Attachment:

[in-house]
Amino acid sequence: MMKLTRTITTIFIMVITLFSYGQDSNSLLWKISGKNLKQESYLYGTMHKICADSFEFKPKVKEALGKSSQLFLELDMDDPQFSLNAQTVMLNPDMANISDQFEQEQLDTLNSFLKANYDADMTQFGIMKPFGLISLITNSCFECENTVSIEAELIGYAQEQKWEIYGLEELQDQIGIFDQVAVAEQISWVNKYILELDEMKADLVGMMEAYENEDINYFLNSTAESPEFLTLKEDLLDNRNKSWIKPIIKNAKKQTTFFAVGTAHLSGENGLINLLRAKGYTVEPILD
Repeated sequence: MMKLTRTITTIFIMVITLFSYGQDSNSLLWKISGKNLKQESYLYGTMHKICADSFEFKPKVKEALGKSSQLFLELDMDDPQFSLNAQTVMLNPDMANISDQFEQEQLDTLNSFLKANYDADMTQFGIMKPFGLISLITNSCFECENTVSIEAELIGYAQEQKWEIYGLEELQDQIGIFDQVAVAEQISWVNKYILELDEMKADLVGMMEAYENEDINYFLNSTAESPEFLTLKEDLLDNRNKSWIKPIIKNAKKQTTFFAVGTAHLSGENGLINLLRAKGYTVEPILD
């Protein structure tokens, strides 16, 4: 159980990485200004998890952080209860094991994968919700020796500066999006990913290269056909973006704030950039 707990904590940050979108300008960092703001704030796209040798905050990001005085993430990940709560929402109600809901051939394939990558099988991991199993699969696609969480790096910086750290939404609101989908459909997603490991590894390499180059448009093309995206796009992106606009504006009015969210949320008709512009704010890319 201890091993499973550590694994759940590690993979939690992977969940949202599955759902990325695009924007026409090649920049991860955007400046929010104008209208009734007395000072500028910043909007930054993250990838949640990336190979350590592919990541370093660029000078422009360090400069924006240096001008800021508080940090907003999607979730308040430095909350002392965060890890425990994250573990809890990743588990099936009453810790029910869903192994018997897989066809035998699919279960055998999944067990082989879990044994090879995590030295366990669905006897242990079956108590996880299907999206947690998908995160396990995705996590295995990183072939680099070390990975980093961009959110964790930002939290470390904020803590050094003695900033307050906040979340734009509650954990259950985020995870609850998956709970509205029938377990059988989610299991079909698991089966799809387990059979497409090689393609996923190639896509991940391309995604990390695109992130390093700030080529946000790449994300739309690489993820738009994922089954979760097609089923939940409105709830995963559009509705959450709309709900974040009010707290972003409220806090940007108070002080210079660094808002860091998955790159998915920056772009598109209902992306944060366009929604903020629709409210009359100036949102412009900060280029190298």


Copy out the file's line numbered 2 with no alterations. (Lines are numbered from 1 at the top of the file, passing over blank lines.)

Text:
Amino acid sequence: MMKLTRTITTIFIMVITLFSYGQDSNSLLWKISGKNLKQESYLYGTMHKICADSFEFKPKVKEALGKSSQLFLELDMDDPQFSLNAQTVMLNPDMANISDQFEQEQLDTLNSFLKANYDADMTQFGIMKPFGLISLITNSCFECENTVSIEAELIGYAQEQKWEIYGLEELQDQIGIFDQVAVAEQISWVNKYILELDEMKADLVGMMEAYENEDINYFLNSTAESPEFLTLKEDLLDNRNKSWIKPIIKNAKKQTTFFAVGTAHLSGENGLINLLRAKGYTVEPILD